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This production system was easy to manage, preferred by the farmer, and …


Biology Articles » Agriculture » Animal Production » Growth rate, health and welfare in a dairy herd with natural suckling until 6–8 weeks of age: a case report » Background

Background
- Growth rate, health and welfare in a dairy herd with natural suckling until 6–8 weeks of age: a case report

In most dairy herds in North America and European countries, calves are separated from their mothers immediately or few hours after birth. During the first weeks of life, the calves are usually kept in individual pens, which prevent calves from suckling one another, minimize the spread of disease, and simplify feeding and disease detection. The calves are fed milk artificially, either by bucket or a teat feeding system. It is recommended to feed dairy calves milk twice daily an amount equivalent to 10% of their body weight, until weaning at about 6 weeks of age [1,2]. Normal oral and ingestive behaviour pattern is prohibited by separation of newborn calves from their mothers. The segregation eliminates the maternal care and the influence of adults on calf behaviour, and the individual penning restricts movements and social interference with other calves.

Calf mortality has been reported to range between 2–20% [3,4]. In one study, 48.7 – 72.5% of three groups of 120 calves were treated with antibiotics [5], and about 50% of farmers in North America have reported to use milk replacers containing antibiotics when raising dairy calves [6].

Artificial teat feeding allows dairy calves to express their natural suckling behaviour, and feeding milk ad libitum has been observed to improve both health and weight gain [7,8]. Separating calves and cows 4 days after birth has been associated with health advantages for the calf, compared to separation at birth [9]. Calves allowed to suckle their mother for 14 days gained weight at more than three times the rate of those separated during the first 24 hours [10]. However, the later separation was observed to increase the separation stress for both cow and calf.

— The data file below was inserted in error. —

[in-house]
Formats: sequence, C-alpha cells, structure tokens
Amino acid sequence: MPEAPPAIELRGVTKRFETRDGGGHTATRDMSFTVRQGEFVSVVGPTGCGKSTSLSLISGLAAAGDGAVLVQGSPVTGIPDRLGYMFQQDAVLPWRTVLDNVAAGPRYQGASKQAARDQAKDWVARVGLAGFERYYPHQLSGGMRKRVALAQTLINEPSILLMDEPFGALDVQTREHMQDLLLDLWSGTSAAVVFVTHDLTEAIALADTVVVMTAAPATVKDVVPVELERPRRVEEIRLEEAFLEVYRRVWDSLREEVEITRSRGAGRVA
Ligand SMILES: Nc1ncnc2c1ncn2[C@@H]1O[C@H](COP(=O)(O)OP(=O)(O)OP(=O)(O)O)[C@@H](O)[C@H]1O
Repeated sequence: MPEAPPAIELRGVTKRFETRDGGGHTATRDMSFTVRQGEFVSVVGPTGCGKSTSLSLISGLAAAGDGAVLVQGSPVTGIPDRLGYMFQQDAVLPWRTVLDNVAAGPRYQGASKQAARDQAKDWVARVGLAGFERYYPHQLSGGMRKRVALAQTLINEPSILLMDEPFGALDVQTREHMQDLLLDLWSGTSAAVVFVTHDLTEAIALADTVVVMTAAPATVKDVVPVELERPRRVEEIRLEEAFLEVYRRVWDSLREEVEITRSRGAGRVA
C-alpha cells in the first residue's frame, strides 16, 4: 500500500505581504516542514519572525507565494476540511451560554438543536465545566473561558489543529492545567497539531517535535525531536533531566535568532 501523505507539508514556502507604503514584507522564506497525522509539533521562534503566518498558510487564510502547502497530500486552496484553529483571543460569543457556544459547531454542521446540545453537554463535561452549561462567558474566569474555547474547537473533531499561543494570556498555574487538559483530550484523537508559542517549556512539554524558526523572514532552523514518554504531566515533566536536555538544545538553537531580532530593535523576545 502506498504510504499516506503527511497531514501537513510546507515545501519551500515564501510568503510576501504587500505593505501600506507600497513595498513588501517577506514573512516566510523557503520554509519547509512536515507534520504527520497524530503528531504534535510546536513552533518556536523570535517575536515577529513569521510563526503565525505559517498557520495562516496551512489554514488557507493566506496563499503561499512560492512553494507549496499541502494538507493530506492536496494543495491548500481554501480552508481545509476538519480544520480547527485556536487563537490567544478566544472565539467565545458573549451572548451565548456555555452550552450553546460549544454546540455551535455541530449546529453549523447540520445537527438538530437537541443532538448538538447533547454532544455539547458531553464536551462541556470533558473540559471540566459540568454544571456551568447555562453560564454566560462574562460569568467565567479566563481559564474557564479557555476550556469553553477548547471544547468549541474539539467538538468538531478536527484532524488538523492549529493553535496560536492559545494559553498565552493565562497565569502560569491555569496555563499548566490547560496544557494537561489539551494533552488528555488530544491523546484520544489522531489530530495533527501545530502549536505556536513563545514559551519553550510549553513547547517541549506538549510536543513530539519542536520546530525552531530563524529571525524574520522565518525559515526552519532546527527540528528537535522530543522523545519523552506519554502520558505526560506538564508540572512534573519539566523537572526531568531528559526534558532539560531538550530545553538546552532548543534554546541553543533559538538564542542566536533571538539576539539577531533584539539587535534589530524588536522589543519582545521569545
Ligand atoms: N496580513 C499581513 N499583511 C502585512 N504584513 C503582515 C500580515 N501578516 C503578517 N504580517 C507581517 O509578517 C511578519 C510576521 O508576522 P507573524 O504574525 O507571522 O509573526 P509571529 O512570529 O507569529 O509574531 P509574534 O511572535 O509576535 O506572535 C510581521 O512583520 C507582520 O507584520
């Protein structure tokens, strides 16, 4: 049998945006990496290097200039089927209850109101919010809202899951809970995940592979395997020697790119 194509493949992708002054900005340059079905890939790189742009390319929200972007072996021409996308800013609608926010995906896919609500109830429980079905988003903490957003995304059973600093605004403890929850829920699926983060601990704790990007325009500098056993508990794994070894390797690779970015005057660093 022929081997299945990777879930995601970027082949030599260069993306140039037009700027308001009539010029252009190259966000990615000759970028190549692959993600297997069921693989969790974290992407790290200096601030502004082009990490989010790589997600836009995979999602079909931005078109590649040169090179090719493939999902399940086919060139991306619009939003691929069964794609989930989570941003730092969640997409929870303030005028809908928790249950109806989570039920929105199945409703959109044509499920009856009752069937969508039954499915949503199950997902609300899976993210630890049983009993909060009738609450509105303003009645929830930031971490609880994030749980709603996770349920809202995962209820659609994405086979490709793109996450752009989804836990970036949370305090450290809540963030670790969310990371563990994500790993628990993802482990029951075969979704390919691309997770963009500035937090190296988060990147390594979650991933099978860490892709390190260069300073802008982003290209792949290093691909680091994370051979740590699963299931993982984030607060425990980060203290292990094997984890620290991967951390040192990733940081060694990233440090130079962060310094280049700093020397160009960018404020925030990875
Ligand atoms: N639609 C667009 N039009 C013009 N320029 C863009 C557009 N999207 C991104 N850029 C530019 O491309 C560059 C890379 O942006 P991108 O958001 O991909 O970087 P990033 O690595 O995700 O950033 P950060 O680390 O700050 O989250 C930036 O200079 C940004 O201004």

The public concern to animal welfare is increasing. Already in 1981, the Commission of the European Communities, Brussels, arranged a seminar on "Welfare and husbandry of Calves" [11], with the aim of preparing more acceptable methods of calf husbandry. However, most dairy calves are still segregated from adults and artificially fed, although it is generally agreed that the environment offered an animal should allow the physiological functions within a normal range. In EU (Directive 91/630/EØF), farmers are not allowed to separate piglets from their mother earlier than 21 days of age. A newborn piglet and a newborn calf are comparable concerning development and immune status at birth.

Cattle are social animals that under natural conditions live in groups. The cow leaves the group before delivery and keeps her calf isolated the first days, and then introducing the calf to the group. The cows may start to leave their calves for longer periods from about 2 weeks of age, and calves are gradually weaned at approximately 6–8 months of age [10,12].

In a private Norwegian dairy herd, the calves were, for animal welfare reasons, allowed to stay together with their mothers for 6–8 weeks after birth. This management started in 1999, and has been performed since then. The present study was performed to get knowledge about weight gain, health and slaughter weights in this herd performing natural milk feeding.


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